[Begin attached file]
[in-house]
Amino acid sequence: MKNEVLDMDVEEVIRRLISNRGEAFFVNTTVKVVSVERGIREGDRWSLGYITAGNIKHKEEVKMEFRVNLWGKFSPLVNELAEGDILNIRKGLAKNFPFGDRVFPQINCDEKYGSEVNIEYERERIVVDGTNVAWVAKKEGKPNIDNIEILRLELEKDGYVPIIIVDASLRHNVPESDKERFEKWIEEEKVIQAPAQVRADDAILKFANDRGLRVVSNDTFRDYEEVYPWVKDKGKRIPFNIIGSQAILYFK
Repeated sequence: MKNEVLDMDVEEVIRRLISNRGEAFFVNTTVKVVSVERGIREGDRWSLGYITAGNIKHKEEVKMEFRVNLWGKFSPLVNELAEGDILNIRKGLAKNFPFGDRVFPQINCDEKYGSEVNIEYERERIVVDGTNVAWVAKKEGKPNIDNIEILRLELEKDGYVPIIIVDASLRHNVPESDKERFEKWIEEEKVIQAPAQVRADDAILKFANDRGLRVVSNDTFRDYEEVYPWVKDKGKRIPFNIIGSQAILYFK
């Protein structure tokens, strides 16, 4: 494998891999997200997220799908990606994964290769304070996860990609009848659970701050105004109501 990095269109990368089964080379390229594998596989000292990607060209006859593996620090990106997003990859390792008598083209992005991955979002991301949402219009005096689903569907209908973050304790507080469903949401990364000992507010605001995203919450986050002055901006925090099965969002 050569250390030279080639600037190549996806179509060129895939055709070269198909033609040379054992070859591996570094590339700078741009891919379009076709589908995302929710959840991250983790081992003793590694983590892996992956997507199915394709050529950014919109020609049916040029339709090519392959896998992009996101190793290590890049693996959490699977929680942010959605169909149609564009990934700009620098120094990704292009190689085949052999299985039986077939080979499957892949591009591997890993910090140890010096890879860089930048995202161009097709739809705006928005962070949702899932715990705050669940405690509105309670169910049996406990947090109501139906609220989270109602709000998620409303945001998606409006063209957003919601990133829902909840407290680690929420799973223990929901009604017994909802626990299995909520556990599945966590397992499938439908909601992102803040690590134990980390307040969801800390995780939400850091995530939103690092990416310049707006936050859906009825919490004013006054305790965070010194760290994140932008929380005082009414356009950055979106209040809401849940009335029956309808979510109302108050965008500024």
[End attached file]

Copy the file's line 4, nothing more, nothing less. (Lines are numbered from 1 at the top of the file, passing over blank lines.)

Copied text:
């Protein structure tokens, strides 16, 4: 494998891999997200997220799908990606994964290769304070996860990609009848659970701050105004109501 990095269109990368089964080379390229594998596989000292990607060209006859593996620090990106997003990859390792008598083209992005991955979002991301949402219009005096689903569907209908973050304790507080469903949401990364000992507010605001995203919450986050002055901006925090099965969002 050569250390030279080639600037190549996806179509060129895939055709070269198909033609040379054992070859591996570094590339700078741009891919379009076709589908995302929710959840991250983790081992003793590694983590892996992956997507199915394709050529950014919109020609049916040029339709090519392959896998992009996101190793290590890049693996959490699977929680942010959605169909149609564009990934700009620098120094990704292009190689085949052999299985039986077939080979499957892949591009591997890993910090140890010096890879860089930048995202161009097709739809705006928005962070949702899932715990705050669940405690509105309670169910049996406990947090109501139906609220989270109602709000998620409303945001998606409006063209957003919601990133829902909840407290680690929420799973223990929901009604017994909802626990299995909520556990599945966590397992499938439908909601992102803040690590134990980390307040969801800390995780939400850091995530939103690092990416310049707006936050859906009825919490004013006054305790965070010194760290994140932008929380005082009414356009950055979106209040809401849940009335029956309808979510109302108050965008500024």